A visit to your doctor is the only way to find out if you have high blood pressure. You should have a general medical check-up that includes a review of your family’s medical history. Your doctor will take several blood pressure readings using a device called a sphygmomanometer and run a few routine tests.
Your doctor may also use a device called an ophthalmoscope to look at the blood vessels in your eyes. Doctors can see if these vessels have thickened, narrowed, or burst, which may be a sign of high blood pressure. Your doctor will also use a stethoscope to listen to your heart and the sound of blood flowing through your arteries. In some cases, a chest x-ray and electrocardiogram may be needed.
Blood pressure readings
Blood pressure readings measure the two parts of blood pressure: systolic and diastolic pressures. Systolic pressure is the force of blood flow through an artery when the heart beats. Diastolic pressure is the force of blood flow within blood vessels when the heart rests between beats.
A blood pressure reading measures both the systolic and diastolic forces, with the systolic pressure listed first. The numbers show your pressure in units of millimeters of mercury (mm Hg)—how high the pressure inside your arteries would be able to raise a column of mercury. For example, a reading of 120/80 mm Hg means a systolic pressure of 120 mm Hg and diastolic pressure of 80 mm Hg.
Most doctors do not make a final diagnosis of high blood pressure until they measure your blood pressure several times (at least 2 blood pressure readings on 3 different days). Some doctors ask their patients to wear a portable machine that measures their blood pressure over the course of several days. This machine may help the doctor find out whether a patient has true high blood pressure or what is known as “white-coat hypertension.” White-coat hypertension is a condition in which a patient’s blood pressure rises during a visit to a doctor when anxiety and stress probably play a role.
How often should blood pressure be checked?
Adults should have their blood pressure checked at least once a year. Many grocery or drug stores have blood pressure machines that you can use for free any time you visit the stores. Keep in mind, though, that these machines may not give you a correct reading.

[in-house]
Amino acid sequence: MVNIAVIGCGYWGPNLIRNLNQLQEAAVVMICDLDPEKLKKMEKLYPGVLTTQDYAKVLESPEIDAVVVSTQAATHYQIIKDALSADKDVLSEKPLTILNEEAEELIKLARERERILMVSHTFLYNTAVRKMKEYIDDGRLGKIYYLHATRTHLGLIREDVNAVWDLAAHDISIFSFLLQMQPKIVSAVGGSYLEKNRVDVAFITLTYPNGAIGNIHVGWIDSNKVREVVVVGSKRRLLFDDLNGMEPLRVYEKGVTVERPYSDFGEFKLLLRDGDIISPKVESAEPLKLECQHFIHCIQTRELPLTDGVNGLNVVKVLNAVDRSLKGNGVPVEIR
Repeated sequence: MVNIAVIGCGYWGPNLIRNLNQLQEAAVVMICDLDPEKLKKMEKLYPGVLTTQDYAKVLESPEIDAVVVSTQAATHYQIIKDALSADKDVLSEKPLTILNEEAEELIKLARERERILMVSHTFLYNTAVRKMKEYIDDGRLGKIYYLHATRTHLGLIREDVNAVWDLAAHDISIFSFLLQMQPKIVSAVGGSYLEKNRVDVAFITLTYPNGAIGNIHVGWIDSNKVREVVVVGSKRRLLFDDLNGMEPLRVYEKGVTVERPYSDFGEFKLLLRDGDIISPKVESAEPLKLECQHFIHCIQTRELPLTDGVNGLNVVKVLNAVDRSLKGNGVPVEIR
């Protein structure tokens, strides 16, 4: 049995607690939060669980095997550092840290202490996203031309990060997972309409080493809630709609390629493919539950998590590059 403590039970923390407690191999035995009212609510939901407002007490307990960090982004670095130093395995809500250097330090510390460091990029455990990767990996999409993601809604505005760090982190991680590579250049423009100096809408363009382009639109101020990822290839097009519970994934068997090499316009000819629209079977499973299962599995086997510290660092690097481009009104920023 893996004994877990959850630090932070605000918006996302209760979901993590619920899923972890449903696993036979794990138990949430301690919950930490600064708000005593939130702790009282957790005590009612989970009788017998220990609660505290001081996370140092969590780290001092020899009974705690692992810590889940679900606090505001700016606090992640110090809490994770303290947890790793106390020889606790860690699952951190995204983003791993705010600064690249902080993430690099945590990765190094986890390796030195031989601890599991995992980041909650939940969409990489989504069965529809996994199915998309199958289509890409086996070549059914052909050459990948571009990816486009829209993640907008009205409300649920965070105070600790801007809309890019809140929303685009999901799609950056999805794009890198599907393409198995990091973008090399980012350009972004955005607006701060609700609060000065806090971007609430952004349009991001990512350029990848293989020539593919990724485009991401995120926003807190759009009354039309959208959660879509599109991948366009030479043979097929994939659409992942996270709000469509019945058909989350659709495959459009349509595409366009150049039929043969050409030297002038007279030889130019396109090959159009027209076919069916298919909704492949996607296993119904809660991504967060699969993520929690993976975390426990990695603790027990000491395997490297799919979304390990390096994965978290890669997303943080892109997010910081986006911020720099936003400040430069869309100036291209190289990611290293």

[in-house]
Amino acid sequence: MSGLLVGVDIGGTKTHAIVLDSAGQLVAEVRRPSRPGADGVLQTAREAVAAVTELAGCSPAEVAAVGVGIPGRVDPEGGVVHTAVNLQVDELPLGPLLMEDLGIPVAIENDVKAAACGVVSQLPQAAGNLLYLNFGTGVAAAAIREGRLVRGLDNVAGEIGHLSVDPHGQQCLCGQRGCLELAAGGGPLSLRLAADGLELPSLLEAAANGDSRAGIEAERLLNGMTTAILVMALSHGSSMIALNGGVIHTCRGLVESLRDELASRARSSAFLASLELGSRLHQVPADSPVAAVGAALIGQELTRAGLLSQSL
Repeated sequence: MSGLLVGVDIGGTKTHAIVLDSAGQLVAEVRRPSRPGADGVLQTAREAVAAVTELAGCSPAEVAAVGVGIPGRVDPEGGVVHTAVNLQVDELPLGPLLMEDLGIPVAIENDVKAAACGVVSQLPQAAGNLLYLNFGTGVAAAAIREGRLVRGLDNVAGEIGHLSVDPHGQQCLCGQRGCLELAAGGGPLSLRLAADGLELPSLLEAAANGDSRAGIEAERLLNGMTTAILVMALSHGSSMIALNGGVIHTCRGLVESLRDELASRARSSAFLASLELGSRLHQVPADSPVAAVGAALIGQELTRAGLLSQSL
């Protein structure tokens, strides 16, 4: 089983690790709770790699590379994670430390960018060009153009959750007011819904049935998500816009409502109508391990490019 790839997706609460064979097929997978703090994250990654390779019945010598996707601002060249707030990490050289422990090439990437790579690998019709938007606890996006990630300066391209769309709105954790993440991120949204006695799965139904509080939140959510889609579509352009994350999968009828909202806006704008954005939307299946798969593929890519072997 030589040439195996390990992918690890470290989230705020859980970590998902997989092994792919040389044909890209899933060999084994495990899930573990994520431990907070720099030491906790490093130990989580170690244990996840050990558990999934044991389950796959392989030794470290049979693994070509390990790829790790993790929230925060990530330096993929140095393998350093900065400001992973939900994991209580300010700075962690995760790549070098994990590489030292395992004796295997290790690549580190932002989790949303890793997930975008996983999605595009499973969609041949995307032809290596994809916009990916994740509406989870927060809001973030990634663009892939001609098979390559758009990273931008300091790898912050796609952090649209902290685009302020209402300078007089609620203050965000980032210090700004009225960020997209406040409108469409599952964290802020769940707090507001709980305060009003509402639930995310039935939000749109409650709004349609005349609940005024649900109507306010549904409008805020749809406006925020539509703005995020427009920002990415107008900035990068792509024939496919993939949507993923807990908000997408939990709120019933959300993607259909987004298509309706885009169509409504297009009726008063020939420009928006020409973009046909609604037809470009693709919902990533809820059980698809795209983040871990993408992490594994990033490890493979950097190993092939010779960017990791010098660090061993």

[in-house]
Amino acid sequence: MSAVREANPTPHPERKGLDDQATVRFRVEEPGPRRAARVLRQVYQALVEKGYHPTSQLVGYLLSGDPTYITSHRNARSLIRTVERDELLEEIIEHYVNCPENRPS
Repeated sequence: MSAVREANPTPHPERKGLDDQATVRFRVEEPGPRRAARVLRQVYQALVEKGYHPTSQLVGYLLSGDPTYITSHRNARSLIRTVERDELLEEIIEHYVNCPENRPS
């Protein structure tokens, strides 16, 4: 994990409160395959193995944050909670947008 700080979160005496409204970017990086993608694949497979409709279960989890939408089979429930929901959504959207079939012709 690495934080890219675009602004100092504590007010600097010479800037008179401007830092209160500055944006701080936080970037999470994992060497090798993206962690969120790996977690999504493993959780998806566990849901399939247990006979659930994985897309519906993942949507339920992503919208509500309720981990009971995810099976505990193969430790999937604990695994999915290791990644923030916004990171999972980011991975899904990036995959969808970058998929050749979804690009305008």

Blood pressure monitors for use at home can be bought at drug stores, department stores, and other places. Again, these monitors may not always give you a correct reading. You should always compare your machine’s reading with a reading from your doctor’s machine to make sure they are the same. Remember that any measurement above normal should prompt a visit to the doctor, who can then talk with you about the best course of action.
How high is high?
According to guidelines from the American Heart Association (AHA) and the American College of Cardiology (ACC), a reading below 120/80 mm Hg is classified as normal blood pressure. Those with a blood pressure reading anywhere from 120/80 up to 129/80 are classified within a category called elevated blood pressure. Hypertension is defined as a reading of 130/80 or higher.
The classification chart is based on adults, aged 18 and older, who are not taking high blood pressure medicines and who are not acutely ill. If systolic and diastolic measurements fall into different categories, the higher category should be used to classify the person’s blood pressure status.
How is high blood pressure treated?
The first course of action involves lifestyle changes, especially for people with elevated blood pressure.
- Start eating a low-fat and low-salt diet.
- Lose weight, if you need to.
- Begin a regular exercise program.
- Learn to manage stress.
- If you smoke, quit.
- Drink alcohol in moderation, if at all. Remember that moderate intake is an average of one or two drinks per day for men and one drink per day for women.
- Control obstructive sleep apnea (OSA), if you have it. Many patients who get their OSA under control see improvements in their blood pressure.
Medicines are available if these changes do not help control your blood pressure within 3 to 6 months. Diuretics help rid your body of water and sodium. ACE inhibitors block the enzyme that raises your blood pressure. Other types of medicines— beta blockers, calcium channel blockers, and other vasodilators—work in different ways, but their overall effect is to help relax and widen your blood vessels and reduce the pressure inside the vessel. [See also the free government publication “Medicines to Help You: High Blood Pressure” (PDF) from the US Food and Drug Administration.]